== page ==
A letter from a high school teacher about what she experienced with her 90-year old mother:
Sadly, I couldn’t call you today because I only just returned from my mother’s home. She is now 90 years old and insists on living by herself, which is difficult to accept for us, her three children. I had at first planned to clean her home a bit, but she was fairly agitated, didn’t get dressed all day, and just sat in her bathrobe in front of the blaring TV. She said that she didn’t feel well, and her medication wasn’t working well. (She receives her medication from the friendly mobile care team staff.)
I tried to calm her down and organized her pill box since there was no plan set for the weekly medication schedule. It seemed to me that my mother wanted to reorganize her medication by herself, and she must have gotten lost in the process. She wouldn’t calm down, even though I assured her that we would fix the problem – she was more interested in blaming somebody for a mistake. I just wanted to solve the issue and move on. This was pretty difficult and really almost impossible.
I still had the Gefuehlsmonster® card set in my pocket from working with my students. I told her about it and wanted to show it to her, but she was not interested at all. Well, she became a bit more interested after I told her that my students smile when they look at the cards, so she relented. Initially, she said “I’m not interested in playing cards now!” but as I packed them up, as if by coincidence, I let my mother catch a glimpse of the little guy lounging in a hammock.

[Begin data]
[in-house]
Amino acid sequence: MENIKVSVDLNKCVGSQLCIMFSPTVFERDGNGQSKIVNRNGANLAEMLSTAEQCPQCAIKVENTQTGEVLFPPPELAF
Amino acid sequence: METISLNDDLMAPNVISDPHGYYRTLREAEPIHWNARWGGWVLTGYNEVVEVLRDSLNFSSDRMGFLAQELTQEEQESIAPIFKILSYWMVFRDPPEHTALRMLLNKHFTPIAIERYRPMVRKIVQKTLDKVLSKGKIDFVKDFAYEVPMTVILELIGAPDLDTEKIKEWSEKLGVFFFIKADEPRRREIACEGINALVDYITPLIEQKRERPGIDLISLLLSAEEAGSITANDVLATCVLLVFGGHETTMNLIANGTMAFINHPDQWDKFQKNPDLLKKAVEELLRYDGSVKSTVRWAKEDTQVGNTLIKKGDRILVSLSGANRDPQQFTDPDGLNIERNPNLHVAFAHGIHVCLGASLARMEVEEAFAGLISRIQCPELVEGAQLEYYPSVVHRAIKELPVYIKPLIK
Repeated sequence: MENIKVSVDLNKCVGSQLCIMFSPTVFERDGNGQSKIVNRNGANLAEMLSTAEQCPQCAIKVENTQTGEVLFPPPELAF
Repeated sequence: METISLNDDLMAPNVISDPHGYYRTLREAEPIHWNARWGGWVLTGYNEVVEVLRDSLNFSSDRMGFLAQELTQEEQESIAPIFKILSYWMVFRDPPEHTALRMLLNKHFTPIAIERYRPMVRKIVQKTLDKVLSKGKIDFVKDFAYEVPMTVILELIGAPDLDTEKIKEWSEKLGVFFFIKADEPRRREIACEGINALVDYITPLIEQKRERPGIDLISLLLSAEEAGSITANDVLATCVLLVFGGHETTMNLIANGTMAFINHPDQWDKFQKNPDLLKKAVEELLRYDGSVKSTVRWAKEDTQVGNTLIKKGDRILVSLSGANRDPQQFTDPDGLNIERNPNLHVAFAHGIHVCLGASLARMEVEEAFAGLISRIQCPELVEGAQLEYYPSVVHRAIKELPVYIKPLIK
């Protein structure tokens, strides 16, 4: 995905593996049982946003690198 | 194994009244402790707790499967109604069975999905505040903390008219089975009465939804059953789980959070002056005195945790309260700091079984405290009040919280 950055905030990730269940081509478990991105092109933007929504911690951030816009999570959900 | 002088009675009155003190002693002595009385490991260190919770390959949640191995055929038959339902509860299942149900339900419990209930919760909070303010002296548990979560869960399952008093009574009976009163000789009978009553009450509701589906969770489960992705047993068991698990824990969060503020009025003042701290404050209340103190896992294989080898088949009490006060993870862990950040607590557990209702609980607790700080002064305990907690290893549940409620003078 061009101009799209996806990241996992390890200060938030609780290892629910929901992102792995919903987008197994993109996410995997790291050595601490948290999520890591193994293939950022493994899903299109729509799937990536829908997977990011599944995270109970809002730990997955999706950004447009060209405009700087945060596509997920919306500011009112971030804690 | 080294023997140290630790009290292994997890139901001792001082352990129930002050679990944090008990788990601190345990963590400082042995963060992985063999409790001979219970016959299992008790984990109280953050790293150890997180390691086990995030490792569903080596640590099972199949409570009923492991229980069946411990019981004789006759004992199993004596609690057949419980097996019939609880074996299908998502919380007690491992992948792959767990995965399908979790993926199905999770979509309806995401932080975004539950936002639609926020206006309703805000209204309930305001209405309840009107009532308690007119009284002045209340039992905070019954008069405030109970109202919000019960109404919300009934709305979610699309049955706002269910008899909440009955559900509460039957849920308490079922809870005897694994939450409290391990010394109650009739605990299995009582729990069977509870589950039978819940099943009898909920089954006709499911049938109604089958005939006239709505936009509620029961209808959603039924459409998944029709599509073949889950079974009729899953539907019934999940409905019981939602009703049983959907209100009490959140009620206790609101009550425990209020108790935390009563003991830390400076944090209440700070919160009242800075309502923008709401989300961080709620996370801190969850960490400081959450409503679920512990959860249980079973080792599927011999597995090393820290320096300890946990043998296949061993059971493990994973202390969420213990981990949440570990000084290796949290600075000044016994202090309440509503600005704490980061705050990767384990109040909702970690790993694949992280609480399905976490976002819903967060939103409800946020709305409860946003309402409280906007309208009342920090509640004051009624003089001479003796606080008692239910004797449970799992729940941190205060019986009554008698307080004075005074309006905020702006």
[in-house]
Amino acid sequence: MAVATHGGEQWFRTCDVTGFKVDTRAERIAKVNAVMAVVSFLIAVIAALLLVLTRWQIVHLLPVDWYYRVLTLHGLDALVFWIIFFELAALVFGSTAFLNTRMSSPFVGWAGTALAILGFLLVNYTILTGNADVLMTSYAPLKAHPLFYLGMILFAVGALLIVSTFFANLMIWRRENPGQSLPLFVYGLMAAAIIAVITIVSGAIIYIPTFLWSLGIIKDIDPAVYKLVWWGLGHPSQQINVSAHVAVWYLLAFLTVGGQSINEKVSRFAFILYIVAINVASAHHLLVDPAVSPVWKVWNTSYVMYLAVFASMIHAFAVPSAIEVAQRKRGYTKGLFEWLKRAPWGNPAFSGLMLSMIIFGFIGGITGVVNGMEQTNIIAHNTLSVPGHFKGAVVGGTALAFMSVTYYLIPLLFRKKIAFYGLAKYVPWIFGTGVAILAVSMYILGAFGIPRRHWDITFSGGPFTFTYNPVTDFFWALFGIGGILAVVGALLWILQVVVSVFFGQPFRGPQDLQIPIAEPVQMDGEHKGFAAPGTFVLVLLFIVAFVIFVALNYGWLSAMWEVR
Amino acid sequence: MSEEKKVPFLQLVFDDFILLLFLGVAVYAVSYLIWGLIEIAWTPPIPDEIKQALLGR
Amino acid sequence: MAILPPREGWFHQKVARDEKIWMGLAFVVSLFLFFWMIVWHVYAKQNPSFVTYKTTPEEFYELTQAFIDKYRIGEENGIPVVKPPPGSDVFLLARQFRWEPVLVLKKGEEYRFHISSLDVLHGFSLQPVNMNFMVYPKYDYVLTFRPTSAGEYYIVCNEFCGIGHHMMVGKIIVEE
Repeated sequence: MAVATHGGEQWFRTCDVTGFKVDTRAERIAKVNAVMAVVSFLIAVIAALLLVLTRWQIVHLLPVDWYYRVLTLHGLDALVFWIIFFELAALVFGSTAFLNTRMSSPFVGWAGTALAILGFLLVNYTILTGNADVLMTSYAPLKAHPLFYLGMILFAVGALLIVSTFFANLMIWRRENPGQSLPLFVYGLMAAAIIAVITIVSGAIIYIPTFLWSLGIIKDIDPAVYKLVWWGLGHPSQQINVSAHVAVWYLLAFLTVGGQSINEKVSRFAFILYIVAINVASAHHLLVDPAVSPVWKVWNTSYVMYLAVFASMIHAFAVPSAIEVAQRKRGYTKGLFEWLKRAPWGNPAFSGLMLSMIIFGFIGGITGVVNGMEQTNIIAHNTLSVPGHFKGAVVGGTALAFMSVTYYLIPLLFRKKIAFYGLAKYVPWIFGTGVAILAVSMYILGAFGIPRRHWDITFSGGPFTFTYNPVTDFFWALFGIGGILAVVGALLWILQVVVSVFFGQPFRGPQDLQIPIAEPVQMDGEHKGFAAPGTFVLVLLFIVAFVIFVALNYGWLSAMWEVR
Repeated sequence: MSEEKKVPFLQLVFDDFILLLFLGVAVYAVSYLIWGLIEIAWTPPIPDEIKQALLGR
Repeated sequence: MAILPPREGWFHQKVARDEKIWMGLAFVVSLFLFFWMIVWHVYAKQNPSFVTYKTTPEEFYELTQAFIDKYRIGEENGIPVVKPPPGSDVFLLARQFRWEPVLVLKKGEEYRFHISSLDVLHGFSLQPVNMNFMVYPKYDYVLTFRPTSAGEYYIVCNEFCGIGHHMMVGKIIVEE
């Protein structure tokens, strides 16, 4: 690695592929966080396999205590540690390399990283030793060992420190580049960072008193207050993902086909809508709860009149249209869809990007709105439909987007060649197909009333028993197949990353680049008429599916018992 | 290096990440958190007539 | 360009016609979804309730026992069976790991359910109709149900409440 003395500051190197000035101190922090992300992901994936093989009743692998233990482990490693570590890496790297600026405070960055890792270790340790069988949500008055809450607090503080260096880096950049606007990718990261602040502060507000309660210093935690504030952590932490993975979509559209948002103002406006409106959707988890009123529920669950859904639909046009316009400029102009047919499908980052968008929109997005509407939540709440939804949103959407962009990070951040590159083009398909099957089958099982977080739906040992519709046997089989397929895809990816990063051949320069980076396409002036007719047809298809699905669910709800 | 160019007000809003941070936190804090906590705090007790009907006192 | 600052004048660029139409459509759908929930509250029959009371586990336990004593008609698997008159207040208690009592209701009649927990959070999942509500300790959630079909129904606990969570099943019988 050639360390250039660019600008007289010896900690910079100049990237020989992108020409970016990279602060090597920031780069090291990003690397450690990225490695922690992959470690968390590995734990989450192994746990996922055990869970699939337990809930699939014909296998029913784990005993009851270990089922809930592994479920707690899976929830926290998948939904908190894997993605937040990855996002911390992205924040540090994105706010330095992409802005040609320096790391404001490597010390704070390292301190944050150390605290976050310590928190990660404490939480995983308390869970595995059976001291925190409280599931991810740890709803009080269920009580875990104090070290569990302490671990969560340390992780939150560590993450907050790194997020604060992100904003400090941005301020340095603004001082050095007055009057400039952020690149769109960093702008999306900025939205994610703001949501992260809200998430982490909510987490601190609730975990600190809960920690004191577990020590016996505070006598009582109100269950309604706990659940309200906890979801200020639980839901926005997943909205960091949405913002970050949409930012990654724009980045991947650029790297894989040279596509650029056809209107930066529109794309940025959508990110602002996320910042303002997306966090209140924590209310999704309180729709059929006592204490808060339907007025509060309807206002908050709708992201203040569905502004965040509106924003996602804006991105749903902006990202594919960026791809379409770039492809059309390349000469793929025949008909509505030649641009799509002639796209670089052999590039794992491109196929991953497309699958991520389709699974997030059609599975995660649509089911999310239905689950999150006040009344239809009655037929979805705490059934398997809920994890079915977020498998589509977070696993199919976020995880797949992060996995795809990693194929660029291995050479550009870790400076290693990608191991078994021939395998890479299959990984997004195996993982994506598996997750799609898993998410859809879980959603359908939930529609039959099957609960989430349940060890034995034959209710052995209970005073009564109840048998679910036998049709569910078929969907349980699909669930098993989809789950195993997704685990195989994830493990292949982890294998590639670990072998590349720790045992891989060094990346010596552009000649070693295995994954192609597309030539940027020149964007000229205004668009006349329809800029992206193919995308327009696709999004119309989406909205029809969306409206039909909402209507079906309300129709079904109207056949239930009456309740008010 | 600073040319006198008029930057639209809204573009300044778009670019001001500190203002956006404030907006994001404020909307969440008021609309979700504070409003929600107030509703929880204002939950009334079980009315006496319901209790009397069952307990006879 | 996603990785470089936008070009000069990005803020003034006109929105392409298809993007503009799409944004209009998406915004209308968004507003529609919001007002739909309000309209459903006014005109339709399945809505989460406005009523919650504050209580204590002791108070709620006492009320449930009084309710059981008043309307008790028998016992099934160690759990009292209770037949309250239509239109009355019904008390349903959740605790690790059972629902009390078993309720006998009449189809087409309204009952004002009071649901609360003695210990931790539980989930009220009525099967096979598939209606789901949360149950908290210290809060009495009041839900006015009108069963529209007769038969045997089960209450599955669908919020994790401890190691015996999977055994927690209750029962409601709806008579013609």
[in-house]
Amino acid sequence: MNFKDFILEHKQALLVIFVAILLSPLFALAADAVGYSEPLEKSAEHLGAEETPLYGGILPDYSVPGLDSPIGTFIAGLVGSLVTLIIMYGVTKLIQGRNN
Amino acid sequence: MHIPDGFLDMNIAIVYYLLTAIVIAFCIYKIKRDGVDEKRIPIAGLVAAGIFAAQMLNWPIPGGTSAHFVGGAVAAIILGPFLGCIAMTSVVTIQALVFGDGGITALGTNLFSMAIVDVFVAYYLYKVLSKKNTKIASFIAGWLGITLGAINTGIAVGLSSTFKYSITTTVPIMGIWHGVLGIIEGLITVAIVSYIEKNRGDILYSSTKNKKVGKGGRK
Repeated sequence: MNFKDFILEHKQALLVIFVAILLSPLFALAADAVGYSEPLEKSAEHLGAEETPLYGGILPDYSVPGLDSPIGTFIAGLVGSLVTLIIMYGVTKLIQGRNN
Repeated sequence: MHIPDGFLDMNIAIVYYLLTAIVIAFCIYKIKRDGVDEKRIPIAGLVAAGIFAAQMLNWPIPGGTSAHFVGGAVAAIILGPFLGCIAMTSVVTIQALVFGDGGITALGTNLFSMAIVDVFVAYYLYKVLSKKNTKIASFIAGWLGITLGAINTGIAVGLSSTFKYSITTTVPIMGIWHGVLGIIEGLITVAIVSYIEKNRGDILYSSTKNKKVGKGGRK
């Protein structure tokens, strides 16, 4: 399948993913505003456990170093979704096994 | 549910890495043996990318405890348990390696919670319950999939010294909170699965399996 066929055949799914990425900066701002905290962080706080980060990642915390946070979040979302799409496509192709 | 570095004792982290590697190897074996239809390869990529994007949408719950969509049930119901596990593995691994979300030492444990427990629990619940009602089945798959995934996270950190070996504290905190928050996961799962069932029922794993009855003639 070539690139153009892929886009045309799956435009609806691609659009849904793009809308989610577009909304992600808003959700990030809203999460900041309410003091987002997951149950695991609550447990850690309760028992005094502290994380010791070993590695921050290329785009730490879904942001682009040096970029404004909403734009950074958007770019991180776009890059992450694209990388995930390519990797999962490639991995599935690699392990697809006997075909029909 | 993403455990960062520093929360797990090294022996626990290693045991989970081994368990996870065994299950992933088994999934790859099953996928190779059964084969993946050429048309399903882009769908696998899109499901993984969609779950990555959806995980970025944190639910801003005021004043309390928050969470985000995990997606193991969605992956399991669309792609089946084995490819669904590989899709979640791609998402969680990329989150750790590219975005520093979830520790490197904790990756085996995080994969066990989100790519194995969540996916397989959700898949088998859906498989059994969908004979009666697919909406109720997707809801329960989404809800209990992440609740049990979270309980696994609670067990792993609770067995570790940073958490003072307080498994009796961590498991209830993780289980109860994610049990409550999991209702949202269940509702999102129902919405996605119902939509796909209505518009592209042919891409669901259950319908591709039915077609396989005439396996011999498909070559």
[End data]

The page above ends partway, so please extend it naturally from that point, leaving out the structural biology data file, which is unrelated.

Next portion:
“Oh, show me that one – when I lie in bed, I always put my arms under the blanket, so I don’t get cold, but he seems really comfortable. He looks funny.” Mother laughs at the picture.
I showed her a few more cards. “No, this one doesn’t seem like anything to me… Nor this one… And I don’t have a tail like that, anyway!” We both chuckle over that sentence. My mom addressed neither the words nor the feelings that are encoded in each picture, but she did relate many of the cards to herself. Seeing nr. 23 , she promptly declared, “I haven’t felt like this in a long time!”
She was convinced that the figure in card nr. 22 (who seems pretty unhappy) has eaten too much food.
In response to nr. 6 (purple color, tired), she expressed relief that she almost never has any headaches.
Nr. 2 reminded her that she urgently has to visit the eye specialist, and apparently the depicted figure only has trouble with one eye (“arrogant”, uses a monocle). “He seems distant, probably because he also doesn’t want to go to the eye doctor.” And again we laugh as we haven’t in a long time.
When she saw the figure depicted in nr. 19 (in love), she stated that he is probably also thinking about the health of his heart.
She consistently compared the little monsters to her own day-to-day life and giggled with joy because nr. 14 (who seems stressed) ought to brush his teeth – he must have food stuck in there and can’t get it out. She tells me about “his dentures” and gives him proper advice. We laugh and laugh.
I offered to leave the cards with her. She refused, but liked the little figure in the hammock the best. “You know, you can bring him over again. I feel like that now.”
I’m relieved that I got my mother to think about something other than her medication. The laughter has relaxed her a bit, and that in turn put me in a much better mood as well. I am really excited about this new use that I found for the Gefuehlsmonster® cards!
PS: If you want, feel free to forward my letter to the Monsters’ mom – it might make her happy!”
Yes: the “Monsters’ mom” was very happy about this story, and she thanks Gregor Mieder from Denver for translating it from German to English!